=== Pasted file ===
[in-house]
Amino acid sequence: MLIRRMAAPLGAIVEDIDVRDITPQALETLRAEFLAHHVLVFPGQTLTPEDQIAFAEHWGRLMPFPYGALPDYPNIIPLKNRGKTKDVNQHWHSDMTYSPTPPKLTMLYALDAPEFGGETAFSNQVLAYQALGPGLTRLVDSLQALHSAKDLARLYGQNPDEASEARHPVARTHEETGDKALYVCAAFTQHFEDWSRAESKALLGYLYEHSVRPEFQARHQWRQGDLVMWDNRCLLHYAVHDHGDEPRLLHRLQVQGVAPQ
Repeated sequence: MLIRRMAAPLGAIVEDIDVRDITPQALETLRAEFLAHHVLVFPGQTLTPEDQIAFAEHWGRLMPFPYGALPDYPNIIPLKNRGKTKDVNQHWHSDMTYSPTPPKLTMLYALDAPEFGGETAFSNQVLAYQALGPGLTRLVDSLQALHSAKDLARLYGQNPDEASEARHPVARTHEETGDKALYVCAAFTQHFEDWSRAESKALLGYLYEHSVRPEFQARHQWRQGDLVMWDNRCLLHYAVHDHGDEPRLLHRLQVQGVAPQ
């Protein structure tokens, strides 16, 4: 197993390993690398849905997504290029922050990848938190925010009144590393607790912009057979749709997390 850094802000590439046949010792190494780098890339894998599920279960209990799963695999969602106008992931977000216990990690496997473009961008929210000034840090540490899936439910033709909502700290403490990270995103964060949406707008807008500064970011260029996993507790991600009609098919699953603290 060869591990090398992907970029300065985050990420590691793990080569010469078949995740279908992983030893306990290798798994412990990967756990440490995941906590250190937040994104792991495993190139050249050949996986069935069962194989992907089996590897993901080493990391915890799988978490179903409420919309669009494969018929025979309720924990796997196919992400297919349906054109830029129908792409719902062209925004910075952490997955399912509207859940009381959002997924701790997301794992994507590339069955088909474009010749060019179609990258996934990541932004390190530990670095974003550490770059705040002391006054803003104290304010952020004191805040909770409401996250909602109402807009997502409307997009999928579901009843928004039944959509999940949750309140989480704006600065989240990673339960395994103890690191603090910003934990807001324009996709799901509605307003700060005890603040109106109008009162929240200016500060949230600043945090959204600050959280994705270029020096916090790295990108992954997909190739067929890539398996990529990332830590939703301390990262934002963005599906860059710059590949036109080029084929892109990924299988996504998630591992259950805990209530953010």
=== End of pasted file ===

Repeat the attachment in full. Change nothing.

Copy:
[in-house]
Amino acid sequence: MLIRRMAAPLGAIVEDIDVRDITPQALETLRAEFLAHHVLVFPGQTLTPEDQIAFAEHWGRLMPFPYGALPDYPNIIPLKNRGKTKDVNQHWHSDMTYSPTPPKLTMLYALDAPEFGGETAFSNQVLAYQALGPGLTRLVDSLQALHSAKDLARLYGQNPDEASEARHPVARTHEETGDKALYVCAAFTQHFEDWSRAESKALLGYLYEHSVRPEFQARHQWRQGDLVMWDNRCLLHYAVHDHGDEPRLLHRLQVQGVAPQ
Repeated sequence: MLIRRMAAPLGAIVEDIDVRDITPQALETLRAEFLAHHVLVFPGQTLTPEDQIAFAEHWGRLMPFPYGALPDYPNIIPLKNRGKTKDVNQHWHSDMTYSPTPPKLTMLYALDAPEFGGETAFSNQVLAYQALGPGLTRLVDSLQALHSAKDLARLYGQNPDEASEARHPVARTHEETGDKALYVCAAFTQHFEDWSRAESKALLGYLYEHSVRPEFQARHQWRQGDLVMWDNRCLLHYAVHDHGDEPRLLHRLQVQGVAPQ
């Protein structure tokens, strides 16, 4: 197993390993690398849905997504290029922050990848938190925010009144590393607790912009057979749709997390 850094802000590439046949010792190494780098890339894998599920279960209990799963695999969602106008992931977000216990990690496997473009961008929210000034840090540490899936439910033709909502700290403490990270995103964060949406707008807008500064970011260029996993507790991600009609098919699953603290 060869591990090398992907970029300065985050990420590691793990080569010469078949995740279908992983030893306990290798798994412990990967756990440490995941906590250190937040994104792991495993190139050249050949996986069935069962194989992907089996590897993901080493990391915890799988978490179903409420919309669009494969018929025979309720924990796997196919992400297919349906054109830029129908792409719902062209925004910075952490997955399912509207859940009381959002997924701790997301794992994507590339069955088909474009010749060019179609990258996934990541932004390190530990670095974003550490770059705040002391006054803003104290304010952020004191805040909770409401996250909602109402807009997502409307997009999928579901009843928004039944959509999940949750309140989480704006600065989240990673339960395994103890690191603090910003934990807001324009996709799901509605307003700060005890603040109106109008009162929240200016500060949230600043945090959204600050959280994705270029020096916090790295990108992954997909190739067929890539398996990529990332830590939703301390990262934002963005599906860059710059590949036109080029084929892109990924299988996504998630591992259950805990209530953010």